Q. When did they start to get the concept?
A. People were listening. People were asking about the show. People were trying to get on the show. People were calling up to ask how they could get their book on the show. So they got that.
But “Reading With Robin” always sort of stood out on its own little shelf, if you will. It just never fit in anywhere. Which is kind of how I am. I don’t think you could shelve me in fiction or nonfiction or memoir or sci-fi. I’d be the book that would be traveling all over: “I don’t know what to do with this one! Where are we gonna put her?”
Q. Did you have a background in media?
A. Nah. It’s cute, because people will ask me, “Were you a literature major?” I think I was just born talking. I find people fascinating. Believe it or not, I am also a good listener, and I would be so overprepared for a radio show, with notes and notes. And then I would quickly realize: one question, [then] just listen. You can’t believe some of the conversations that would come from just listening. But yeah, no formal training.
Q. How do you decide on which books to feature?
A. Originally, it would really be what I was reading. Also, a lot of my kids’ favorite books, like Steve Chbosky’s “Perks of Being a Wallflower.” And then mine: Jennifer Weiner was one of my first authors. Jodi Picoult was one of my first authors. I was a reader, so I’d be in the bookstores and the libraries. It’s not like now, where it’s more when the book comes out, that’s when authors want to be on.
Q. How has your selection process changed?
A. There’s more books. There are so many books. And I get email pitches, books come, I get solicited books, unsolicited books. And I look through them. My heart is in every piece of “Reading With Robin.” It has to be a well-told story, keep my attention, all of that. It’s something I’ve connected to.
I’ve also prioritized voice, certainly authors of color, LGBTQ, and give more of a priority to authors who have been more marginalized. And publishing is stepping up as well, which is why there are more books to choose from.
I read books six to nine months ahead, so sometimes I don’t remember what I’m reading, and people are like, “Ah, gotcha!” And I’m like, “No, it’s just I read it a long time ago.” I don’t forget when I love a really great book. But it’s hard. It’s hard to pick.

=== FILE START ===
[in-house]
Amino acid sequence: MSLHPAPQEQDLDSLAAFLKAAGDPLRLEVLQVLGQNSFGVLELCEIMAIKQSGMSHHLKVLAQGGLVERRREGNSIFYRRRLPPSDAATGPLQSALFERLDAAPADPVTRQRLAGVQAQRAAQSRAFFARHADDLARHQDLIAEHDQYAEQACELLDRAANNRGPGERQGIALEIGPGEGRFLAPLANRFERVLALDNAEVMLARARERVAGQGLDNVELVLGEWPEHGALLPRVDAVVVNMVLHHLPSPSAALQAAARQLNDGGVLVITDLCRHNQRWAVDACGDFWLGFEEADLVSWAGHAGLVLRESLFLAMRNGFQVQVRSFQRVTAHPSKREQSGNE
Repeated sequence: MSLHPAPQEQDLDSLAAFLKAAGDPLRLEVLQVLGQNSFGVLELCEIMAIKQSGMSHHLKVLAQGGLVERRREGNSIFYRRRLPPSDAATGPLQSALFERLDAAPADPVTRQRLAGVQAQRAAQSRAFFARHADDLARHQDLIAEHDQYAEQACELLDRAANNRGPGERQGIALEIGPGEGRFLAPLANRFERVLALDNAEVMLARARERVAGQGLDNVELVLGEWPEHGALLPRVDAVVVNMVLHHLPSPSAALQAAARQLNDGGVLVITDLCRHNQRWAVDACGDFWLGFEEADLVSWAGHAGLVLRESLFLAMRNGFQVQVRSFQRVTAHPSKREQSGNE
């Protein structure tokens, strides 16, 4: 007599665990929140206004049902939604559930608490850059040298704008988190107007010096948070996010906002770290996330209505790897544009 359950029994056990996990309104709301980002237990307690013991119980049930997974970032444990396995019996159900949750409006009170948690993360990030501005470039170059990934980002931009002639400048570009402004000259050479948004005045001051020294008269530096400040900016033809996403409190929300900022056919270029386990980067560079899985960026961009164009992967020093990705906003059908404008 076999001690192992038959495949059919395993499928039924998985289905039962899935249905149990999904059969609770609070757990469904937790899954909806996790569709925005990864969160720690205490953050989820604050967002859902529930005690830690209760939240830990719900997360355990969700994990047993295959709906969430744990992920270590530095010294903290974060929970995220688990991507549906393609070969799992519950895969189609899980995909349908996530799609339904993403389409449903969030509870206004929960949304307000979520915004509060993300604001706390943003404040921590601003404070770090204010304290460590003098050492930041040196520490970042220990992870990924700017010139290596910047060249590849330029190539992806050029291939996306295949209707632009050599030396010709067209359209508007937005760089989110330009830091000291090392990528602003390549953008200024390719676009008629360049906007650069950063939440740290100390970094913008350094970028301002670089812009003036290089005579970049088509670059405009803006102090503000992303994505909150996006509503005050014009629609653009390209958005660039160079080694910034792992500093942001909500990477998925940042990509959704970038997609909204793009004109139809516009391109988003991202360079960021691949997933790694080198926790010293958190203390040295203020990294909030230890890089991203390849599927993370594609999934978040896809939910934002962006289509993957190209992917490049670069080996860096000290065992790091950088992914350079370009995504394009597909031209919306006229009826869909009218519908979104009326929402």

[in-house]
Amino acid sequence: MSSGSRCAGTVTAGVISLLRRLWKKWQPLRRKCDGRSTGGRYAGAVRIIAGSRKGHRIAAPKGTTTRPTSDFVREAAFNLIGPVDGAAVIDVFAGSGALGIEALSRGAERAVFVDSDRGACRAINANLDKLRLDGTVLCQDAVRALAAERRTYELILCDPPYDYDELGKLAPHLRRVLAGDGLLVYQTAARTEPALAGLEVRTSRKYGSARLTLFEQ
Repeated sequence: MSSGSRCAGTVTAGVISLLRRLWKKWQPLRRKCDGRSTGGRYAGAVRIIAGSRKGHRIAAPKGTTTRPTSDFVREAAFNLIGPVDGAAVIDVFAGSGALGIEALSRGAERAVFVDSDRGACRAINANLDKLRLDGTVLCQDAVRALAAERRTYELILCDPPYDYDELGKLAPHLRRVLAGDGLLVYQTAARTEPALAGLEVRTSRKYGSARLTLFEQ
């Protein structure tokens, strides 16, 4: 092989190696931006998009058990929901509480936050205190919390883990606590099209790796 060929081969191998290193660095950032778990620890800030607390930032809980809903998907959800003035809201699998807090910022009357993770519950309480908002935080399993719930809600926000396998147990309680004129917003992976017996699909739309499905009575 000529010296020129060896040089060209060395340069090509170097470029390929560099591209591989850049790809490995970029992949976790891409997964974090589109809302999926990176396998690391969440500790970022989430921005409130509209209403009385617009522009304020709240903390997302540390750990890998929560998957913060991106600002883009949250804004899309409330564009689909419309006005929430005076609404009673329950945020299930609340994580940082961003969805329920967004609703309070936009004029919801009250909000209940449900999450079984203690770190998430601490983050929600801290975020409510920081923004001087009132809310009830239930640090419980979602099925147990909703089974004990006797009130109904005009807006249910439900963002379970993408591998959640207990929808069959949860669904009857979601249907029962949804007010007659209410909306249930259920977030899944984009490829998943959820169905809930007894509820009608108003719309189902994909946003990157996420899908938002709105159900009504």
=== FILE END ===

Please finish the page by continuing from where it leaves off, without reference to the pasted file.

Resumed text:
Q. How has the show evolved over time?
A. I was 10 years on the radio, and then, one day in 2012, I thought: “I’ve done 10 years.” I wasn’t sure where things were going to go, and I just decided that was it. I think I posted on Facebook, “Show’s over,” or something like that.
Truth be told, of course, the kids are always the ones with the ideas. They said, “Everything’s a podcast. You could be doing this differently.”
So I started a podcast. There was more flexibility, because there were no commercials and there was really no time limit – which you could probably imagine would be an issue, but I did have a little timer. I did that for years and slowly started incorporating more author events. And then, I did some more Facebook Lives, and the past couple of years, I added an Instagram Live [series].
Q. How would you describe your relationship with Judaism?
A. It’s something, growing up on Long Island, that I probably didn’t think about a whole lot. And not that I came from the most Jewish town, but I also went to college in Upstate New York, in Binghamton. Very Jewish. It was just sort of, “that’s who we were.”
But moving to Rhode Island and marrying somebody whose family was very entrenched in the Jewish community, there was that start.
When I first moved here, I was 22, and I joined Hadassah [the Women’s Zionist Organization of America]. I wanted friends, and I was trying to find my way. We joined Temple Beth-El [in Providence]. I liked Beth-El immediately – met Rabbi [Leslie] Gutterman, and that was it. It was always an incredibly special place and continues to be for us.
I’m very social, if you couldn’t tell. There is a real sense of pride [in the R.I. Jewish community], and people are very open with who they are and what’s important.
ROBERT ISENBERG (email@example.com) is the multimedia producer for the Jewish Alliance of Greater Rhode Island and a writer for Jewish Rhode Island.